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Social interactions and smoking: evidence using multiple student cohorts, instrumental variables, and school fixed effects

  • Jason M. Fletcher

    (Yale University, New Haven, CT, USA)

In this paper, I use a social interactions framework to detect whether individual smoking decisions are influenced by classmate smoking decisions. There are several large challenges in addressing this question, including the endogeneity of school (and thus classmates) through residential location choices, 'third factors' such as school-level unobservables that influence individual and classmate choices simultaneously, and the difficulty of the identification of parameters in empirical models of social interactions. In order to address these issues, I use an instrumental variables|fixed effects methodology that compares students in different grades within the same high school who face a different set of classmates and classmates' decisions. Preferred specifications suggest that increasing the proportion of classmates who smoke by 10% will increase the likelihood an individual smokes by approximately 3 percentage points. I compare these results with previous findings that are unable to use school fixed effects and|or use potentially invalid instruments and find that the current results suggest smaller social interactions in adolescent smoking decisions than some previous work. Copyright © 2009 John Wiley & Sons, Ltd.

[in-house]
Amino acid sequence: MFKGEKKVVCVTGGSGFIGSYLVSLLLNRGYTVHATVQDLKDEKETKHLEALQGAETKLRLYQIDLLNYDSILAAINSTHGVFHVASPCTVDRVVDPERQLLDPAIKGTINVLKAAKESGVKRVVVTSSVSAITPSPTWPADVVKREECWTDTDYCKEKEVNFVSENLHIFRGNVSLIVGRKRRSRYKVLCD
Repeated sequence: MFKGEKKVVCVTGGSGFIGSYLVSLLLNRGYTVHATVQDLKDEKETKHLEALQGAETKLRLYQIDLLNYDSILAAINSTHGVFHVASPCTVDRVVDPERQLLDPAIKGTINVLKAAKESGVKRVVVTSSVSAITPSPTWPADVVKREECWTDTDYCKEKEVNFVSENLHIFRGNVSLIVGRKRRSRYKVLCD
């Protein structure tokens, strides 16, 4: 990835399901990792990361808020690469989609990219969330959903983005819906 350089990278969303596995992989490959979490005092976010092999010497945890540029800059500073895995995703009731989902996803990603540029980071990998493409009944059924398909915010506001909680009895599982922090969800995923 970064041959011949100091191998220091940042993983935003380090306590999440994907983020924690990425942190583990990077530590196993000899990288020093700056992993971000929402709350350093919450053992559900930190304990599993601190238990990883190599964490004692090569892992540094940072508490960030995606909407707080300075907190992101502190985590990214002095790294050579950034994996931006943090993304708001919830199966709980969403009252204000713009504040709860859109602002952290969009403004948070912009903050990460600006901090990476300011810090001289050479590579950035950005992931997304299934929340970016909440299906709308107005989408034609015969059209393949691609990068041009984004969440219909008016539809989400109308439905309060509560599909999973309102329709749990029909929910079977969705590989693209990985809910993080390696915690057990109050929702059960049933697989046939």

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Article provided by John Wiley & Sons, Ltd. in its journal Health Economics.

Volume (Year): 19 (2010)
Issue (Month): 4 ()
Pages: 466-484

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Handle: RePEc:wly:hlthec:v:19:y:2010:i:4:p:466-484
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  13. Philip DeCicca & Donald Kenkel & Alan Mathios, 2002. "Putting Out the Fires: Will Higher Taxes Reduce the Onset of Youth Smoking?," Journal of Political Economy, University of Chicago Press, vol. 110(1), pages 144-169, February.
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  18. Philip DeCicca & Donald Kenkel & Alan Mathios & Yoon-Jeong Shin & Jae-Young Lim, 2008. "Youth smoking, cigarette prices, and anti-smoking sentiment," Health Economics, John Wiley & Sons, Ltd., vol. 17(6), pages 733-749.
  19. Lundborg, Petter, 2006. "Having the wrong friends? Peer effects in adolescent substance use," Journal of Health Economics, Elsevier, vol. 25(2), pages 214-233, March.
  20. Caroline Hoxby, 2000. "Peer Effects in the Classroom: Learning from Gender and Race Variation," NBER Working Papers 7867, National Bureau of Economic Research, Inc.
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